I know I’m bordering on sounding very snobbish, but I’m going to get worse, so if you’re getting put off by my tone or attitude now, just move on, cause I’m about to get much worse.

OK, I kept following this person, remaining friendly, but getting increasingly annoyed, as they had no basis whatsoever for passing themself off as an expert in anything regarding publishing. None. However, just two or three years ago, I started seeing a few other people writing similar blogs. To my horror. On how to write novels. On how to write sci fi. On how to write horror. On how to get published. On how to get an agent. On the best publishers to pursue. And not ONE of them had ever had one single book published! Indeed, most — the vast majority — never even had an article, essay, poem, short story, novel excerpt — anything — published at all! That’s not ballsy, that’s galling! Fast forward. Go anywhere on Facebook or Twitter or any blogging site now and you’ll find what I see now every single day, and that is a Twitter feed or a FB fan page dedicated to some “writer” who dispenses wisdom and advice left and right, yet who has NEVER PUBLISHED ANYTHING IN THEIR DAMN LIVES!!! Excuse me, but WTF???

1) What gives these assholes the right to even THINK they can be viewed as experts and should be writing advice blogs, etc.? None of them are even successful at what they’re advising others on! Hell, if they followed their own advice, based on their personal results, they’d never get published and would remain frustrated novelist wannabees, which actually, is exactly the case.

2) Why would anyone listen to a literal non-expert, an anti-expert even, give advice on something they’re totally inexperienced at, a failure at, or have no idea what their talking about in general? The thing that has shocked me is how — and why??? — so many of the people develop large followings!!! I actually intentionally follow one of these people on Twitter. Recent college grad. Knows everything. Working on a novel. Soon to be as successful as Anne Rice of Steven King. Developed a huge following and even a FB fan page. And yet, she has NEVER published a damn thing in her young life!!! WTF???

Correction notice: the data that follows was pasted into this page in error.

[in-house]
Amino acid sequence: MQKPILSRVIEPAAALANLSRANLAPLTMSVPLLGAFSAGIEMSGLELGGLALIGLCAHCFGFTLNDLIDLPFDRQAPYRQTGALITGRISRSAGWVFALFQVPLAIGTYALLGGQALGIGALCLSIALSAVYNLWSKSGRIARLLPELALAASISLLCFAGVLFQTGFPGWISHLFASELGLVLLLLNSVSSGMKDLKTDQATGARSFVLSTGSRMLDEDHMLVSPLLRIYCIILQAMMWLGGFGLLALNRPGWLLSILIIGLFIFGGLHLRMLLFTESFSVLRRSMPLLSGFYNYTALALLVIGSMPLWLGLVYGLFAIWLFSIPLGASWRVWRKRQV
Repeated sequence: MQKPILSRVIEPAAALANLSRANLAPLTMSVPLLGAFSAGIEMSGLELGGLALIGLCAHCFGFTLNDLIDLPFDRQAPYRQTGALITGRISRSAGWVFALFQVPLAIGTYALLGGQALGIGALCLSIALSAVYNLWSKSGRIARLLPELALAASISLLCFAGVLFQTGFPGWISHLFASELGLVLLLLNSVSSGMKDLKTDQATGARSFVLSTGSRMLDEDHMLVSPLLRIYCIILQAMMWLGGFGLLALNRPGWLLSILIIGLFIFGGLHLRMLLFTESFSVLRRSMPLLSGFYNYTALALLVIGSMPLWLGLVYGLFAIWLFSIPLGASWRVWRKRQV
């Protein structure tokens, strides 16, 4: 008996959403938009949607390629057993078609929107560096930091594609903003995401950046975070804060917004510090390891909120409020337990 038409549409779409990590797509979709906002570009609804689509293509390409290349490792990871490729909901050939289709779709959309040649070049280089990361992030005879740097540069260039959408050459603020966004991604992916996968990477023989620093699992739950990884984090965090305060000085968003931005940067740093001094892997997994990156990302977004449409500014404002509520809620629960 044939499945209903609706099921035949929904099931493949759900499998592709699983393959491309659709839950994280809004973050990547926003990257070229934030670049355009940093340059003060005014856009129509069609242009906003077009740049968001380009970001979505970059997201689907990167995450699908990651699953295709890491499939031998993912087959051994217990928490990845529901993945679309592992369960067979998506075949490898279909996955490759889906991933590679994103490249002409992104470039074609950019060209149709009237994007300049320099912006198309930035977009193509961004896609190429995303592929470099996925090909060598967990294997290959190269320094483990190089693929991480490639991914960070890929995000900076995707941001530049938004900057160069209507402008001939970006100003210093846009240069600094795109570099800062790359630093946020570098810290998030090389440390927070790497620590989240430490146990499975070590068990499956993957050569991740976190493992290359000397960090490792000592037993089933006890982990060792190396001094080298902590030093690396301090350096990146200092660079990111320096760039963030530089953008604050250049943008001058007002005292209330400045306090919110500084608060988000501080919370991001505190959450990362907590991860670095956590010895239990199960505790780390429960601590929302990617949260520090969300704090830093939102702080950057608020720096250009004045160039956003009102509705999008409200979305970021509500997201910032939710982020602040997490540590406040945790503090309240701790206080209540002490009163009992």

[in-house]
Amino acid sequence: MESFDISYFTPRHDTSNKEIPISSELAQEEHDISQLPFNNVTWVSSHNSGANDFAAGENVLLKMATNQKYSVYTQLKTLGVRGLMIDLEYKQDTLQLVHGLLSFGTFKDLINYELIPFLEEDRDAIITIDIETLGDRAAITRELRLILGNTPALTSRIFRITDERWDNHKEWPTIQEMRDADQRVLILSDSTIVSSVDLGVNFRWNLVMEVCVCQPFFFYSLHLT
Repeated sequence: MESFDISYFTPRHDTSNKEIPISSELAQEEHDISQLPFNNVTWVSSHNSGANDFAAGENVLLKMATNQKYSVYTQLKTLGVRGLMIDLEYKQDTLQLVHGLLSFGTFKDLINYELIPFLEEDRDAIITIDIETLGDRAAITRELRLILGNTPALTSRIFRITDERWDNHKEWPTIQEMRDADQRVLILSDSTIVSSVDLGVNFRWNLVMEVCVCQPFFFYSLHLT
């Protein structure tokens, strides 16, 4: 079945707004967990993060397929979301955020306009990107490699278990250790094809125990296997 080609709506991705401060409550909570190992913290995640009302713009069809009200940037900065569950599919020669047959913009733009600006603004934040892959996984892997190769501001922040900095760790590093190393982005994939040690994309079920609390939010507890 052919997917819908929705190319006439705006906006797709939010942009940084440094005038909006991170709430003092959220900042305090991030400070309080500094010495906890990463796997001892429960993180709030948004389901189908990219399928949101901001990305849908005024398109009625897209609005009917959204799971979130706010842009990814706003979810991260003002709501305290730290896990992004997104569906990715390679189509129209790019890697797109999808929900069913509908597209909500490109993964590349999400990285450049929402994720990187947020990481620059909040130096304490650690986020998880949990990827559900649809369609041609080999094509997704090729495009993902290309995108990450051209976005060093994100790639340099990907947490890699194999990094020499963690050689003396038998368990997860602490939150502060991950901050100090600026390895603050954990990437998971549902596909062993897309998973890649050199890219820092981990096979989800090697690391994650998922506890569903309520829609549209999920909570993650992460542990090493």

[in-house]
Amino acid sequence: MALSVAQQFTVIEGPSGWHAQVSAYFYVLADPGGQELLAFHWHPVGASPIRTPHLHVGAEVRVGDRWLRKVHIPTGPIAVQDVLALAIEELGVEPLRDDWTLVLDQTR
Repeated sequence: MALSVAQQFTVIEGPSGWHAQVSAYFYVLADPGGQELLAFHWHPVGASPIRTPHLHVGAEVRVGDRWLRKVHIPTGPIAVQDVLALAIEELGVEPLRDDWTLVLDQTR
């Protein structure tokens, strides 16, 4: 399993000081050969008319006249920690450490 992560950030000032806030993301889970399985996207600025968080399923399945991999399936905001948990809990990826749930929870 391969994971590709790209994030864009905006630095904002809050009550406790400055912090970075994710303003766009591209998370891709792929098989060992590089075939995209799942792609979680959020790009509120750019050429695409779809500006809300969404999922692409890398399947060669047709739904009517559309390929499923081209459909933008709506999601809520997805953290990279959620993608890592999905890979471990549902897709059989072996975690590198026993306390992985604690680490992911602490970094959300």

3) If an aspiring writer were seeking writing and publishing advice, and seriously at that, why on earth would they go to an utter novice, if not a downright failure? Why wouldn’t they seek out experienced, successful veterans for literal, real world advice based on hard work, knowledge and success? I honestly do not understand. Yet I’m apparently in the minority on this, because in my exploring my new blogging world here on WordPress, I was saddened and then irritated to find So.Many.”Writers.”Giving.Writing/Publishing.Advice.Who’d.Never.Published.Anything.In.Their.Lives!!! Again, but WTF?

Listen to me people, especially those of you who think I sound an awful lot like some stuck up asshole right about now. I own a car. It needs servicing sometimes. When I go to the garage, I don’t tell the mechanic – who is trained and experienced – how to do his job, nor do I advise him on it. I furthermore don’t go into the waiting lounge and tell everyone else there how to get their cars fixed. Nor do I go online and dispense mechanical advice. I don’t do this because I don’t know what the fuck I’m talking about, I’ve never done it before, and I leave the expertise to those who are actual experts. I also don’t assume others out there will want to come listen to me or read my advice on mechanics or advice on how to get their cars serviced or fixed, etc., cause I’m not enough of an idiot or asshole to assume I know what I’m talking about when I don’t, and frankly, I probably wouldn’t think too much of anyone who wanted MY input or advice on something I’d never done before! Isn’t that logical? It sure is to me. Ditto lawyers, doctors, stock brokers, etc. I went to law school, did you know that? I HATED it and dropped out before finishing (although I do have three other degrees in other areas). I’m not arrogant enough to sit here and pretend to be a legal expert and dispense legal advice on a blog or on Twitter or to even think about establishing some FB fan page. And if I did do that, it would not only be a disservice to those poor saps listening to me, but an absolute deep sign of disrespect to those actual lawyers out there who busted their asses putting in the time and hard work and competing with each other to actually succeed at their vocation. Doesn’t that make sense??? It does to me.